Using this methodology, the following chart shows the combined effect of individual income, payroll, estate, and corporate income taxes (again, building on the previous charts):
Overall, in the aggregate, our federal tax system is structured to be generally progressive, with higher-income taxpayers paying a larger share of their income in taxes. However, the composition of the type of taxes paid is very different for taxpayers at different ends of the income distribution. For low-income Americans, the payroll tax is the dominant tax; for high-income Americans, individual and corporate income taxes comprise most of their tax burden.
Our current tax system is broken in many respects. Altogether, the current federal income tax code, tax regulations, and explanations add up to more than 70,000 pages. Our tax laws are unnecessarily complex and loaded with numerous deductions, exemptions, credits, preferential rates, and other loopholes that distort economic decision-making and hurt our economy. There is a wide array of viewpoints on how best to fix our broken tax system, and how the tax burden should be distributed among various taxpayers. But whatever one’s views may be, it is important to look at the existing tax system in the aggregate, so that reforms can be discussed and debated with a fuller understanding of its current impact.
The following three tables provide additional detail about the actual current tax rates under the individual income tax system, the corporate income tax system, and the payroll tax. A central concept in any tax system is the marginal tax rate, which is the tax rate that applies to the last dollar of taxable income. Under the U.S. individual tax system, the marginal rate rises with higher income.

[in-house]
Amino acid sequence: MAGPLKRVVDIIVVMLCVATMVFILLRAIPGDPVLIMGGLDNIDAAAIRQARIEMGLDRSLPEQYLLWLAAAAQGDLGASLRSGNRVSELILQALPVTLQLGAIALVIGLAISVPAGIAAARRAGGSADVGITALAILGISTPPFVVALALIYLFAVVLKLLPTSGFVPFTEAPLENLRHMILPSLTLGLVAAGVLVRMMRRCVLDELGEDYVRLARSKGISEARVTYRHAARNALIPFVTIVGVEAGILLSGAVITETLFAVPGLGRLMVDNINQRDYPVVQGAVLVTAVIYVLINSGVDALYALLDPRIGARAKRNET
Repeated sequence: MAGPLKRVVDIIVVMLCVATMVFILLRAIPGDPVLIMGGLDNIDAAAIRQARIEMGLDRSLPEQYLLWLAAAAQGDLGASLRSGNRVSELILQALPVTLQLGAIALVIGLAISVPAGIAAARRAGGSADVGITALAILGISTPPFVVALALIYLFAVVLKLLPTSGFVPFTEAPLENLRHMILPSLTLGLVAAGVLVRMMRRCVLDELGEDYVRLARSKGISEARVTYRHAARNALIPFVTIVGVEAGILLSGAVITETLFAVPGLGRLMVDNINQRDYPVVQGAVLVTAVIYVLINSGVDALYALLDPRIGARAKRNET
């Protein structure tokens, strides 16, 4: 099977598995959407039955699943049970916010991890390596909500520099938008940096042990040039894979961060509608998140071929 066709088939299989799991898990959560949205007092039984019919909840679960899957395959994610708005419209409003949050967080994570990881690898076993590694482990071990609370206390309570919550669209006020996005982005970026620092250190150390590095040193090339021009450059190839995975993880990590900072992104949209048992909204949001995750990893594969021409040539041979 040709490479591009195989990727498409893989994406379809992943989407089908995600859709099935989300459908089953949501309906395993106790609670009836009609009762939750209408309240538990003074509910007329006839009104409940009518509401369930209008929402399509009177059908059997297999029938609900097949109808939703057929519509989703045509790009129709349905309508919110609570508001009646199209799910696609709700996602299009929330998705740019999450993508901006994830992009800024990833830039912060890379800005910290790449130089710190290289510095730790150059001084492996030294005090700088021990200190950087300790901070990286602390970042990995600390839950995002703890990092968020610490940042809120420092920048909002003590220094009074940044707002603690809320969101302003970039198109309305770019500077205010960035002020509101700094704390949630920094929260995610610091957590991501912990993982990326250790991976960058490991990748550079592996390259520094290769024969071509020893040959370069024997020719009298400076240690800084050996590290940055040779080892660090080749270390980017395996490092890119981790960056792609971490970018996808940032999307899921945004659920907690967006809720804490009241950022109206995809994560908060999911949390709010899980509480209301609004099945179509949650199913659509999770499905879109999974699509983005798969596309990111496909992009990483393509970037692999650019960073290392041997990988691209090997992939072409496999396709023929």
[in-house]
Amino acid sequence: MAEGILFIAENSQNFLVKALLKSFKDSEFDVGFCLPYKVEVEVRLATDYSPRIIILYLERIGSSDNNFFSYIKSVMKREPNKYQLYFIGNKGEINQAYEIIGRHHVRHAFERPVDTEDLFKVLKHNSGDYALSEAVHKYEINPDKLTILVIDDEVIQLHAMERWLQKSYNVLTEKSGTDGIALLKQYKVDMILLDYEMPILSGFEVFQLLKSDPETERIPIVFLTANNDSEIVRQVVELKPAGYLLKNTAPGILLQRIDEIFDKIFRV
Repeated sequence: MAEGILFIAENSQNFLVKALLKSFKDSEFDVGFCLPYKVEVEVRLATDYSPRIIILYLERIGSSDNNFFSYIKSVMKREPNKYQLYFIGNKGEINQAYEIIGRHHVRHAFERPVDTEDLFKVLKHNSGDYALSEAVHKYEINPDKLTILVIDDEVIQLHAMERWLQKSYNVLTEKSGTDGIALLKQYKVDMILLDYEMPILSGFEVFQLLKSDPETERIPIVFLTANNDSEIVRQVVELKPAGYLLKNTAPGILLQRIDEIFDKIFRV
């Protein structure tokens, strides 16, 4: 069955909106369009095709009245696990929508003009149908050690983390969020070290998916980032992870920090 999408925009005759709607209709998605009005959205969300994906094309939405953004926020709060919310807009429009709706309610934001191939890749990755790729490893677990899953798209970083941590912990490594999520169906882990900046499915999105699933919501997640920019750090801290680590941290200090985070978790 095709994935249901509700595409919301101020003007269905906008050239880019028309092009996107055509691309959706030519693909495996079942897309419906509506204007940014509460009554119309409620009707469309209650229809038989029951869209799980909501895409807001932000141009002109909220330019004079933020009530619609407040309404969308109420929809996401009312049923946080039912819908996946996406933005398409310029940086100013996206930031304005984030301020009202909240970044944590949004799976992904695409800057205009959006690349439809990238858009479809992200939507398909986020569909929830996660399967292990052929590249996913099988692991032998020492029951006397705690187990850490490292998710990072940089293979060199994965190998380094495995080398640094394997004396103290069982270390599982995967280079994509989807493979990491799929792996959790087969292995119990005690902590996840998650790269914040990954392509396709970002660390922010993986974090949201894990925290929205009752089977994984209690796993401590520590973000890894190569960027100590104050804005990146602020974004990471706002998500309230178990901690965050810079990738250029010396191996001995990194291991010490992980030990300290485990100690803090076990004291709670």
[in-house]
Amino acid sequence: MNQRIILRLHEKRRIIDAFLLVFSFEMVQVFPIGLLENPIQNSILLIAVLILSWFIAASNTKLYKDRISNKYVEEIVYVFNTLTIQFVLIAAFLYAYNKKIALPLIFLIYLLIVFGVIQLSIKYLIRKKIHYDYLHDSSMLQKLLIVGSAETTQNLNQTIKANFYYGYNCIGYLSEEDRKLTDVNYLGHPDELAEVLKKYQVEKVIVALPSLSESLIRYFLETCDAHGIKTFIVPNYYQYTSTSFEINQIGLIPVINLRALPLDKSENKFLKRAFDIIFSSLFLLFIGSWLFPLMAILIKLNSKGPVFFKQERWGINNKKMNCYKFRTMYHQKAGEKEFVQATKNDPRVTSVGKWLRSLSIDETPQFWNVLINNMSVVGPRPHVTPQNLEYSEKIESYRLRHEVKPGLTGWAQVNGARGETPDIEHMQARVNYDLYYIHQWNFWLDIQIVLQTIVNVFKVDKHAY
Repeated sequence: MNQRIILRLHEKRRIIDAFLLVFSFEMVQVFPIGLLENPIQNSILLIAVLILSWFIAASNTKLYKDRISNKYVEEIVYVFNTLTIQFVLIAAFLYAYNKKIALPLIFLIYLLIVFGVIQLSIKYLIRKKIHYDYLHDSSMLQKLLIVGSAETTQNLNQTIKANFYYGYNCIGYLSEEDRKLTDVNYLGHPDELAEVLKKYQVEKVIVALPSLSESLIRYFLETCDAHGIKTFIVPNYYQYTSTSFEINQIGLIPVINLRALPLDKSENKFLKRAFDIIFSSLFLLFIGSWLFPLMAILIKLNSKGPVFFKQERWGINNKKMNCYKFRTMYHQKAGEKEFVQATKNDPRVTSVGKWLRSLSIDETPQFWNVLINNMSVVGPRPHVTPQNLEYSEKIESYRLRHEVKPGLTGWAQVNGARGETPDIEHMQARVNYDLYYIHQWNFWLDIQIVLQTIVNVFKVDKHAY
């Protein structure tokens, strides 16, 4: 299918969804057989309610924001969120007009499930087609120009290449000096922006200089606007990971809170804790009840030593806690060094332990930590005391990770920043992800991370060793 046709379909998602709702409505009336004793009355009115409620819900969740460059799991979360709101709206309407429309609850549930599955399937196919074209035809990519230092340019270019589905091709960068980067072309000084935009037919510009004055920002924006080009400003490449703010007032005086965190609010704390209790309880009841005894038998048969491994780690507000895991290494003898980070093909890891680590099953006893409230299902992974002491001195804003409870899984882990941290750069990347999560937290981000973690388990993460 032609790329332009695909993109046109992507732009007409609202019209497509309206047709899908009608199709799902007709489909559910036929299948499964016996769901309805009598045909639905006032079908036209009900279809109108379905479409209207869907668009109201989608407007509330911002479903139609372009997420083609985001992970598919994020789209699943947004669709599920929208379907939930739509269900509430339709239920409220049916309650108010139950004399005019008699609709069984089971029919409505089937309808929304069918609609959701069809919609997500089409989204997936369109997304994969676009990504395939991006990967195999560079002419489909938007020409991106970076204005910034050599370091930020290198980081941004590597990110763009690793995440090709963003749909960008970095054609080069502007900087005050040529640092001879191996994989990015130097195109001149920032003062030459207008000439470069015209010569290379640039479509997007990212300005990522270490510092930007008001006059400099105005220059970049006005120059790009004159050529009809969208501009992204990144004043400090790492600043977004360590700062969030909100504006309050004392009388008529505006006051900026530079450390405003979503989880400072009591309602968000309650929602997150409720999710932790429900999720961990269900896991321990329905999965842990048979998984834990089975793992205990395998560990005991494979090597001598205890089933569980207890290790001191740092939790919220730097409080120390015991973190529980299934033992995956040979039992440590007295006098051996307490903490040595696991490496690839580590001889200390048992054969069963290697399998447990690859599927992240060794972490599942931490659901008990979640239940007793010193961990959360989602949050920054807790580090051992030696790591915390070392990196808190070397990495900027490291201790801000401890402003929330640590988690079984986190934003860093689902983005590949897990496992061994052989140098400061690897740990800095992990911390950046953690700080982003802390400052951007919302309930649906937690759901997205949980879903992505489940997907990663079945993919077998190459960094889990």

|Taxable Income||Marginal Tax Rate||Income Tax Owed|
|More than||But not more than|
|$0||$18,150||10%||10% of taxable income|
15% of taxable income over $18,150
25% of taxable income over $73,800
28% of taxable income over $148,850
33% of taxable income over $226,850
35% of taxable income above $405,100
39.6% of taxable income over $457,600
Please note that the table above includes information only for married couples filing jointly — there are different tax rate schedules for singles, heads of households, and married filing separately (for more information about those tax schedules, see the complete individual income tax parameters).
|Taxable Income||Marginal Tax Rate||Income Tax Owed|
|More than||But not more than|
|$0||$50,000||15%||15% of taxable income|
25% of taxable income over $50,000
34% of taxable income over $75,000
35% of taxable income over $10,000,000
|Taxable Wage Income||Paid by Employer||Paid by Employee||Total Rate|
|Social Security||For 2014: Up to $117,000||6.2%||6.2%||12.4%|
|Unemployment||Up to $7,000||0.6%||n.a.||0.6%**|
Please note that this report does not include analysis on federal excise taxes on products like gasoline, diesel fuel, tobacco products, airline tickets, and alcohol, nor does it include state and local income, property, or excise taxes. Assigning these taxes by income level is extremely difficult and uncertain, and would also result in differences from state to state, and even county to county. Overall, including these taxes would most likely flatten the progressivity of the tax system somewhat (because they disproportionately impact lower-income taxpayers, in general), but it would not fundamentally alter the information provided in this report. 3
1 These effective tax rates are negative because tax credits are greater than the tax liabilities for this group and these credits can be refunded even if the taxpayer pays no tax. (Back to citation)
2 These calculations include both the employee and the employer portion of the payroll tax for Social Security and Medicare’s Hospital Insurance (HI) program, self-employment taxes, and the additional HI tax implemented by the Affordable Care Act. (Back to citation)
3 Congressional Budget Office, Historical Effective Tax Rates, 1979 to 2005, December 2007. (Back to citation)